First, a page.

MIGHTY FIT

This vet wants to defeat domestic terrorism by boosting your mental toughness

(Dr. Seth Hickerson)

It's easy to exhibit mental toughness when you know exactly where the fire is coming from, for example, hostile territory or the far side of the range. It's a lot harder when you're not sure if your coworkers, a rival company, or the customer standing across from you is your enemy or your ally.


I recently had the opportunity to talk to U.S. Navy Vet Dr. Seth Hickerson, the CEO of A Boost Above. They specialize in Leadership and Mental Toughness Training. It's a little different than you may have experienced in the military though…

We talked about mental toughness, education, loneliness, breathing, domestic terrorism, and a whole bunch of other stuff. So hold onto your butts as you jump into this all too familiar rabbit hole.

How is Boost's mission to defend the nation against domestic terrorism?

Me and my team are Vets...and we signed an oath to support and defend the United States against ALL enemies foreign AND DOMESTIC. And we believe there are domestic institutions that do not have the best interest of our citizens in mind. Rather they are focused on controlling, manipulating, conditioning people to perpetuate hyper-capitalism and elite ideologies...so we wanted to create a company that provides awareness, education, and more importantly, training to help our citizens live their best lives.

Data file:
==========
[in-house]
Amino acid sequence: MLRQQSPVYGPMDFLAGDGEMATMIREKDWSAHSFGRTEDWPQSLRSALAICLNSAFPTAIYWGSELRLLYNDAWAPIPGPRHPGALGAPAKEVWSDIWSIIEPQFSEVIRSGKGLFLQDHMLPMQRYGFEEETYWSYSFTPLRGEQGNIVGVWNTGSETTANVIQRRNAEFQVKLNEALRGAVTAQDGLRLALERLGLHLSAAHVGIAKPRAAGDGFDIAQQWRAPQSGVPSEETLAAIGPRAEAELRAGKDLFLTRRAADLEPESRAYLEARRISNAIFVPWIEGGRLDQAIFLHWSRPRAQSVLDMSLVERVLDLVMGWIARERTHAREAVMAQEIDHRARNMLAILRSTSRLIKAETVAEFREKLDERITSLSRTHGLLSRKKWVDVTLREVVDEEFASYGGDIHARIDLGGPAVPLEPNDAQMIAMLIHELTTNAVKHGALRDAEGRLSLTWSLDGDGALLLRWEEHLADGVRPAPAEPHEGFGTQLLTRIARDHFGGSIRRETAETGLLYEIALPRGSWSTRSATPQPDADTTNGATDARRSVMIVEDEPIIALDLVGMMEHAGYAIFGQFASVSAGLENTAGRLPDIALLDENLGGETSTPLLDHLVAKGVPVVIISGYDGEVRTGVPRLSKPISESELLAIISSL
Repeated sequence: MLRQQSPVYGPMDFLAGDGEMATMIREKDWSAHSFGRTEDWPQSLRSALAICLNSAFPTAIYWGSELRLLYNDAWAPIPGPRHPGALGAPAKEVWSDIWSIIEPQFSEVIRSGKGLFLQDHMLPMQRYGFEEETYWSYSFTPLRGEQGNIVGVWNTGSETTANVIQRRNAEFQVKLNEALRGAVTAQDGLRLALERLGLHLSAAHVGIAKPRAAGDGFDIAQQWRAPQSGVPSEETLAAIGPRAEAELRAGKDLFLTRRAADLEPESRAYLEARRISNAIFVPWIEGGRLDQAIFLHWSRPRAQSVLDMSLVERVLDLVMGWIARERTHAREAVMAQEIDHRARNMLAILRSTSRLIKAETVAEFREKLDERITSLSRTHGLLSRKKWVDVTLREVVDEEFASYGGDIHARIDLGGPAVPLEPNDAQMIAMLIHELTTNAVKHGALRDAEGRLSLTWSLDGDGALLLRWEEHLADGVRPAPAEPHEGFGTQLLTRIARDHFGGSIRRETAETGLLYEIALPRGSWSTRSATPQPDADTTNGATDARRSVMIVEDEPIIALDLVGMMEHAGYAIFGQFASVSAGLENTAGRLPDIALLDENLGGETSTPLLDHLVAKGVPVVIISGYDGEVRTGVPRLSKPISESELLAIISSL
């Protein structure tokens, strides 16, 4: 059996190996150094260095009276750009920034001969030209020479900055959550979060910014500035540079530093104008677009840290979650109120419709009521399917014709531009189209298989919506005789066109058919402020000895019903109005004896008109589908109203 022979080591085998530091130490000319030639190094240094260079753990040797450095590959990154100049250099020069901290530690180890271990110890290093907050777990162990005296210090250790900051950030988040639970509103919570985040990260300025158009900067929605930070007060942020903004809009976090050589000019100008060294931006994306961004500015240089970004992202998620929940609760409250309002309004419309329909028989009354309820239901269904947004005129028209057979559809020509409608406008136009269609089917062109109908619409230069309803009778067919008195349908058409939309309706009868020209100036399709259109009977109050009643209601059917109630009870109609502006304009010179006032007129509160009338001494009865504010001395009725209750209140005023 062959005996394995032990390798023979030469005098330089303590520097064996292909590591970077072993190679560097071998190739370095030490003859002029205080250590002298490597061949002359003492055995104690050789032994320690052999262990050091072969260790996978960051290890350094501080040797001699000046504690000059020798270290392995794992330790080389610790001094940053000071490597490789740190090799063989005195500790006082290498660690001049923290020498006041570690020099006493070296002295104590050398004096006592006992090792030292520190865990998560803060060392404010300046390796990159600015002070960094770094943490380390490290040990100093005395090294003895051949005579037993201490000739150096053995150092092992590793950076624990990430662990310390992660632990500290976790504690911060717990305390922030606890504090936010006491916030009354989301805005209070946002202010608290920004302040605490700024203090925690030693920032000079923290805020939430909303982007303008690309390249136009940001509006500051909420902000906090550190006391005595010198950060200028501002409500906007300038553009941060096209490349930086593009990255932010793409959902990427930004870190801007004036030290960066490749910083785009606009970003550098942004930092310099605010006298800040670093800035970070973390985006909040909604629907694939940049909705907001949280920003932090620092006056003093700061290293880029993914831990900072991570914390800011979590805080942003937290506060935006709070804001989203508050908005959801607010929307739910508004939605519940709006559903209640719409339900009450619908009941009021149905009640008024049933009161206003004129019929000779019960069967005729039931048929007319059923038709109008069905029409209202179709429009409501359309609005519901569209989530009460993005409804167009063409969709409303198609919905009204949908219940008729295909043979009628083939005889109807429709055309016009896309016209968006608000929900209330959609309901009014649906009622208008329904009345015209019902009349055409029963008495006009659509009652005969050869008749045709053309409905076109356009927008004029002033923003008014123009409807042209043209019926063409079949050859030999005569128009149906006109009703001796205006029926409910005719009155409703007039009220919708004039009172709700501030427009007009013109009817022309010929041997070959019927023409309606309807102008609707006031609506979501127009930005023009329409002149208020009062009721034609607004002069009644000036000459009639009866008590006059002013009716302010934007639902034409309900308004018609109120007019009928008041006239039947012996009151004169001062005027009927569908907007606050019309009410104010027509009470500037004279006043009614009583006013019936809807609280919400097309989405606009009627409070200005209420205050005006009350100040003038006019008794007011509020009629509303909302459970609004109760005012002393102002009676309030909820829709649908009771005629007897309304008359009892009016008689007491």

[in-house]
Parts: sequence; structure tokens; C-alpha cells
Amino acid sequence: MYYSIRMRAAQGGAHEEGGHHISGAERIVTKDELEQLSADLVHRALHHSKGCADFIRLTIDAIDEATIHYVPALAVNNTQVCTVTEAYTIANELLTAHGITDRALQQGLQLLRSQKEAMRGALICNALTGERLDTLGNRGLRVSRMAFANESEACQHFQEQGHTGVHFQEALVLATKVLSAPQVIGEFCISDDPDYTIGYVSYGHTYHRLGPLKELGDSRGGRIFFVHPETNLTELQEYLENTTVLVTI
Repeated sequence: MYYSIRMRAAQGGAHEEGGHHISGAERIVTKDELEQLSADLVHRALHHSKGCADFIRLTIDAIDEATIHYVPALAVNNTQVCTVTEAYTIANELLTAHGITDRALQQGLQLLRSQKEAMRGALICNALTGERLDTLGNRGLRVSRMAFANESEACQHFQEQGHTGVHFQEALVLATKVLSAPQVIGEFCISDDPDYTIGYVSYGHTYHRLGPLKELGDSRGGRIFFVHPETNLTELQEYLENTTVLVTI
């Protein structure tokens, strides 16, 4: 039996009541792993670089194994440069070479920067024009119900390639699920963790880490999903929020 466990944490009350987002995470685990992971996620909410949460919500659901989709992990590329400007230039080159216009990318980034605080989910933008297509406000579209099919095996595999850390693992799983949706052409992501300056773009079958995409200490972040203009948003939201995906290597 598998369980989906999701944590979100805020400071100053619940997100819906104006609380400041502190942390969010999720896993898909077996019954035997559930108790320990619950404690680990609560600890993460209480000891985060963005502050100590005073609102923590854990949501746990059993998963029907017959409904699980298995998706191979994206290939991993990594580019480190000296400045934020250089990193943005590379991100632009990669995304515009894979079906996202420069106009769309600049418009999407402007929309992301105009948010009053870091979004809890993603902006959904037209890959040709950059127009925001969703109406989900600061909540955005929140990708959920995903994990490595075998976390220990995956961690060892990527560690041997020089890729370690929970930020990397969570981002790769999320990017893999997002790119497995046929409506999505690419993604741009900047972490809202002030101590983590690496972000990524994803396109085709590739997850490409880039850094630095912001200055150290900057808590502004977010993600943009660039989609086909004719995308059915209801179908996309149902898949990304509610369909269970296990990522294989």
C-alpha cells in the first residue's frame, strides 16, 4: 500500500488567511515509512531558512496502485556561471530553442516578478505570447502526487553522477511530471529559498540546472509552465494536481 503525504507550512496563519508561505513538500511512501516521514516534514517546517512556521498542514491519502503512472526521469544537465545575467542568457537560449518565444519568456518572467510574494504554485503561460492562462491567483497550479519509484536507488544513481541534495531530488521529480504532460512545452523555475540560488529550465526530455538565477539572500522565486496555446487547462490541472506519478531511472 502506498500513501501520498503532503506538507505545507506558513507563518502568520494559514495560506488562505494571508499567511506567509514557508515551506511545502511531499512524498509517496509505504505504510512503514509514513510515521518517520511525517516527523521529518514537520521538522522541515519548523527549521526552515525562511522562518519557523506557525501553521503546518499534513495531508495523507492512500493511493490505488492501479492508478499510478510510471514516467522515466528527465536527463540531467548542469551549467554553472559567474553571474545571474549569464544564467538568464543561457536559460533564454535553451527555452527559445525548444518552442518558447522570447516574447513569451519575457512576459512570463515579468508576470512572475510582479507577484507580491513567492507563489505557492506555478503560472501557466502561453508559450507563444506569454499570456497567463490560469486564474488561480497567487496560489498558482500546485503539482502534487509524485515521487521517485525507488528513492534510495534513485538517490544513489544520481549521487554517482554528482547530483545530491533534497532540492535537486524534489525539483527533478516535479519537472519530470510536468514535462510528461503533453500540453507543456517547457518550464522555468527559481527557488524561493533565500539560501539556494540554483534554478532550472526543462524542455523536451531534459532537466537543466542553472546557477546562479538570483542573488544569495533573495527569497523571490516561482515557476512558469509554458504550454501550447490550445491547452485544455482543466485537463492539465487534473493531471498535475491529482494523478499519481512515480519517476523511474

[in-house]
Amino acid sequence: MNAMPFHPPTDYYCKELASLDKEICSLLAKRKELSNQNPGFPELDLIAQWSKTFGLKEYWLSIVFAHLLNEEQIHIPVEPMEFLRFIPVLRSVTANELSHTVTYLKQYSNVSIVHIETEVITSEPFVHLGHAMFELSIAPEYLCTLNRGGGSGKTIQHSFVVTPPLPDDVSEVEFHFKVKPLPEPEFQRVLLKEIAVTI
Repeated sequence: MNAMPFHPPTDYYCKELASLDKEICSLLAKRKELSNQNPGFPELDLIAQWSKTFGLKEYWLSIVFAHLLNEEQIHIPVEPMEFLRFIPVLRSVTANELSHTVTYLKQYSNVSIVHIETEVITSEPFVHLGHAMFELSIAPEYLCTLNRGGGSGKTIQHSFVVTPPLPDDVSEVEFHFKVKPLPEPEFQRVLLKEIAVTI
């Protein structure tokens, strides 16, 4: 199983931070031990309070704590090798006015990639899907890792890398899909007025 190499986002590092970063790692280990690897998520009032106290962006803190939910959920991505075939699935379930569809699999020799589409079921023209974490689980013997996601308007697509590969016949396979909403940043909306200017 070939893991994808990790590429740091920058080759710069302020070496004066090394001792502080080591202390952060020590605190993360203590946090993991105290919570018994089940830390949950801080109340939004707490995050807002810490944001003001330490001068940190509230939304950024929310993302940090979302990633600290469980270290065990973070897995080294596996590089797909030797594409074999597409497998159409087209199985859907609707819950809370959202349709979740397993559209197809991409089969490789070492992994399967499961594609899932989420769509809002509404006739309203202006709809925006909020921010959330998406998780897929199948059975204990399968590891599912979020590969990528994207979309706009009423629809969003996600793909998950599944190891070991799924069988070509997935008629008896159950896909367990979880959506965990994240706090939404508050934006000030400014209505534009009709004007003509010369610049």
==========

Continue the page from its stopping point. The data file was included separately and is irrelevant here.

We want people to be healthy, happy, and whole…

In our world out there today, it's all about psychological warfare, and sadly most of our citizens are completely unarmed...so they are in a losing battle. We want to equip them.

The root cause is simple. We are still utilizing antiquated systems and institutions that were designed during the industrial revolution to produce workers instead of thinkers. The world and society has changed exponentially, but we still push people through "systems," control media, Perpetuate the illusion of "the American dream" all in an attempt to control the masses while also extracting as much money from them as possible before they die...right before they can cash out their 401ks.